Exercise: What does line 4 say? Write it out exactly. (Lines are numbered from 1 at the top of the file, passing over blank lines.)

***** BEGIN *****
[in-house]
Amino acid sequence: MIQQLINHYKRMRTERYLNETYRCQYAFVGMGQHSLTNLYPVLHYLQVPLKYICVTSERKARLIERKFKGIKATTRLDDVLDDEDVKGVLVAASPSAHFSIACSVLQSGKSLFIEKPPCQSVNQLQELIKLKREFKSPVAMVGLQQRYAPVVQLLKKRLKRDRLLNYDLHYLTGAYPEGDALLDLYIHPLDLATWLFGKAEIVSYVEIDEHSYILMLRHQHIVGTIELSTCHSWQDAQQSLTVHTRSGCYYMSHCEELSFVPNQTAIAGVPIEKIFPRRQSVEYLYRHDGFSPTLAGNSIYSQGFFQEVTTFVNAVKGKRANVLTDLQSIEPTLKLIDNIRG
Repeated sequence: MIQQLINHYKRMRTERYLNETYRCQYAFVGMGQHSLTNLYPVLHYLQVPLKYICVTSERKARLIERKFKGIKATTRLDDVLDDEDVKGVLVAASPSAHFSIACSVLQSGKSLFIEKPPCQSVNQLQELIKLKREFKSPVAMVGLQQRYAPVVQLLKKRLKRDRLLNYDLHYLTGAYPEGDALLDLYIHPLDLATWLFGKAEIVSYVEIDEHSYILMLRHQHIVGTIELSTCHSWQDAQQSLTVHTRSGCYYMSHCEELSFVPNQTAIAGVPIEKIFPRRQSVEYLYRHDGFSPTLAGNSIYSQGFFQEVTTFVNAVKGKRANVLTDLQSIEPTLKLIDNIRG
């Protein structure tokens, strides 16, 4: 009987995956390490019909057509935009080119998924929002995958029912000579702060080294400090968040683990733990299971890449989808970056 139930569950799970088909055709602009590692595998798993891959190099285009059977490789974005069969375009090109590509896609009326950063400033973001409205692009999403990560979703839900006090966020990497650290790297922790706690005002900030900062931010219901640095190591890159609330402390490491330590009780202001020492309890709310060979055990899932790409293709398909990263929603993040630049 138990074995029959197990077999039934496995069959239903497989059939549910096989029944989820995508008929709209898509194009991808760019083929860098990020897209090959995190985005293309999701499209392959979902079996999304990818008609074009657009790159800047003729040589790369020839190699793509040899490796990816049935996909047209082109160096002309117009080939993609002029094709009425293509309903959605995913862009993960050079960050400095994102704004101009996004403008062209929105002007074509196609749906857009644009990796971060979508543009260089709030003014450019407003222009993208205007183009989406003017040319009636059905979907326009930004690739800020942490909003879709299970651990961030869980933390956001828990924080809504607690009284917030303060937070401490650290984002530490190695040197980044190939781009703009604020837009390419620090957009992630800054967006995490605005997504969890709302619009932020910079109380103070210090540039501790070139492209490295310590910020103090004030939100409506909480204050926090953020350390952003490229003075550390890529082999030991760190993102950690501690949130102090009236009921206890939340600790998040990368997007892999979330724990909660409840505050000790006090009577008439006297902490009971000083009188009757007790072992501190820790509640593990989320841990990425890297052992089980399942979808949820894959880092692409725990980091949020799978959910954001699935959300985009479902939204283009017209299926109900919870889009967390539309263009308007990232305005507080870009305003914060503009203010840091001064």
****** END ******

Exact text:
């Protein structure tokens, strides 16, 4: 009987995956390490019909057509935009080119998924929002995958029912000579702060080294400090968040683990733990299971890449989808970056 139930569950799970088909055709602009590692595998798993891959190099285009059977490789974005069969375009090109590509896609009326950063400033973001409205692009999403990560979703839900006090966020990497650290790297922790706690005002900030900062931010219901640095190591890159609330402390490491330590009780202001020492309890709310060979055990899932790409293709398909990263929603993040630049 138990074995029959197990077999039934496995069959239903497989059939549910096989029944989820995508008929709209898509194009991808760019083929860098990020897209090959995190985005293309999701499209392959979902079996999304990818008609074009657009790159800047003729040589790369020839190699793509040899490796990816049935996909047209082109160096002309117009080939993609002029094709009425293509309903959605995913862009993960050079960050400095994102704004101009996004403008062209929105002007074509196609749906857009644009990796971060979508543009260089709030003014450019407003222009993208205007183009989406003017040319009636059905979907326009930004690739800020942490909003879709299970651990961030869980933390956001828990924080809504607690009284917030303060937070401490650290984002530490190695040197980044190939781009703009604020837009390419620090957009992630800054967006995490605005997504969890709302619009932020910079109380103070210090540039501790070139492209490295310590910020103090004030939100409506909480204050926090953020350390952003490229003075550390890529082999030991760190993102950690501690949130102090009236009921206890939340600790998040990368997007892999979330724990909660409840505050000790006090009577008439006297902490009971000083009188009757007790072992501190820790509640593990989320841990990425890297052992089980399942979808949820894959880092692409725990980091949020799978959910954001699935959300985009479902939204283009017209299926109900919870889009967390539309263009308007990232305005507080870009305003914060503009203010840091001064």